Please use this identifier to cite or link to this item: http://localhost:8081/xmlui/handle/123456789/14398
Authors: Chaudhary, Richa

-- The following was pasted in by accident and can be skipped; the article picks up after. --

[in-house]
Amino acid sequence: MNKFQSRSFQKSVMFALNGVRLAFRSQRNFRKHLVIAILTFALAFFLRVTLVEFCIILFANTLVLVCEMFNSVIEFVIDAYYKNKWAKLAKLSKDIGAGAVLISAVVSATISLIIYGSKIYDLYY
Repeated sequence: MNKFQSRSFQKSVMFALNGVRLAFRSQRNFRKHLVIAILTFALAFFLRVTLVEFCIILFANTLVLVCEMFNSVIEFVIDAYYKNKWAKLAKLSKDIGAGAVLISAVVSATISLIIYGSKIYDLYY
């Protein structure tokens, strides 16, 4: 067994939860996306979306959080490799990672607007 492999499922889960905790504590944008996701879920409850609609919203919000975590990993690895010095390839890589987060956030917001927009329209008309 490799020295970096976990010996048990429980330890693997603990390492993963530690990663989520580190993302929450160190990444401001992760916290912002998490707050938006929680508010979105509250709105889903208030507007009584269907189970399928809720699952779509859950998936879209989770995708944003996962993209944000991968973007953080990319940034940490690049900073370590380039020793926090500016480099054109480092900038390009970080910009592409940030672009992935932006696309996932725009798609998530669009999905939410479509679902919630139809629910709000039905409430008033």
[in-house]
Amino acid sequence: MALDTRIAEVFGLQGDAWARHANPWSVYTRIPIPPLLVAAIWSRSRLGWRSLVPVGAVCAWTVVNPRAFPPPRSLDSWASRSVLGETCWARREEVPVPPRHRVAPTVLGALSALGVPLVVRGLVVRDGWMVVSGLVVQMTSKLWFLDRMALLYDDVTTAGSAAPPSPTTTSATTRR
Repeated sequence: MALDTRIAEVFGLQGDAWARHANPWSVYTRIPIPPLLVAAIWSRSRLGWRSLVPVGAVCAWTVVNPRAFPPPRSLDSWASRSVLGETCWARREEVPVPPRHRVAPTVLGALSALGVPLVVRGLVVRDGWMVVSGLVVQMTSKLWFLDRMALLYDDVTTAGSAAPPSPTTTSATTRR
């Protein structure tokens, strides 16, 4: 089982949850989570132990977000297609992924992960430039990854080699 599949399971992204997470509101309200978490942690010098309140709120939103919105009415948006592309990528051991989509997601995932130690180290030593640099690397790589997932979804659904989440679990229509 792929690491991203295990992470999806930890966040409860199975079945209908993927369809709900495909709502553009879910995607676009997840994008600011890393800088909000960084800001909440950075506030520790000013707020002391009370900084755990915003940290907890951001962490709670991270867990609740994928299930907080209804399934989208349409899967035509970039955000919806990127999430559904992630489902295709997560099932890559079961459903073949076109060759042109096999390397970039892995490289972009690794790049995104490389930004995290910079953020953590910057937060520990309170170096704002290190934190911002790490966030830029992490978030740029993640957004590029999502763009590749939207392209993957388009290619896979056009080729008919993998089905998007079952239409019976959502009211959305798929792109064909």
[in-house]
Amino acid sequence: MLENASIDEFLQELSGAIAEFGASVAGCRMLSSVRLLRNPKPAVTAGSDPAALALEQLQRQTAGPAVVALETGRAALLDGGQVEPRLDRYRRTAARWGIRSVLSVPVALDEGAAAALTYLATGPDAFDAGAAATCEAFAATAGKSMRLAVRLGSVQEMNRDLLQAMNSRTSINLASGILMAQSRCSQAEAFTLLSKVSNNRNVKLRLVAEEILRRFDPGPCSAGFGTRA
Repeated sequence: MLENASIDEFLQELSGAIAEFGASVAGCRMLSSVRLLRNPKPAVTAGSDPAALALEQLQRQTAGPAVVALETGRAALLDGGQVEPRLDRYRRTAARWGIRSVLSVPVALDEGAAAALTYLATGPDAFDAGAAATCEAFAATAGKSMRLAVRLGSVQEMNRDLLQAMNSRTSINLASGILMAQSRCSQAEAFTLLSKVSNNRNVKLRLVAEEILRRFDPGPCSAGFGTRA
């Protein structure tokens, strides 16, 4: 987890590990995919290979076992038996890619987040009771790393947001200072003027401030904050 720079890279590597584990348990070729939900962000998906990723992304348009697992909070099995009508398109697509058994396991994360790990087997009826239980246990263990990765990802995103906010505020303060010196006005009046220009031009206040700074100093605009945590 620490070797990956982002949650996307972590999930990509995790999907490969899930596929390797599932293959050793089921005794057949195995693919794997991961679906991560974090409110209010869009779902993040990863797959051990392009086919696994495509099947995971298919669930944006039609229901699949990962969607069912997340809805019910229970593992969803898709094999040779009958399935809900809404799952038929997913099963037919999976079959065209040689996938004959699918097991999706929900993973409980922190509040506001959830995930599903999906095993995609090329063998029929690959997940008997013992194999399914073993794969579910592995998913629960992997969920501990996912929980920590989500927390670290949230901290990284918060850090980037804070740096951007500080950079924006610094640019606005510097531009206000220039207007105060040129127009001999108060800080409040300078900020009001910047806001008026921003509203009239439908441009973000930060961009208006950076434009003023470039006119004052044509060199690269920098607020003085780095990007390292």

Keywords: Complexity flooding;Academic community;Environment;Employee
Issue Date: Jul-2013
Publisher: Dept. of Management Studies iit Roorkee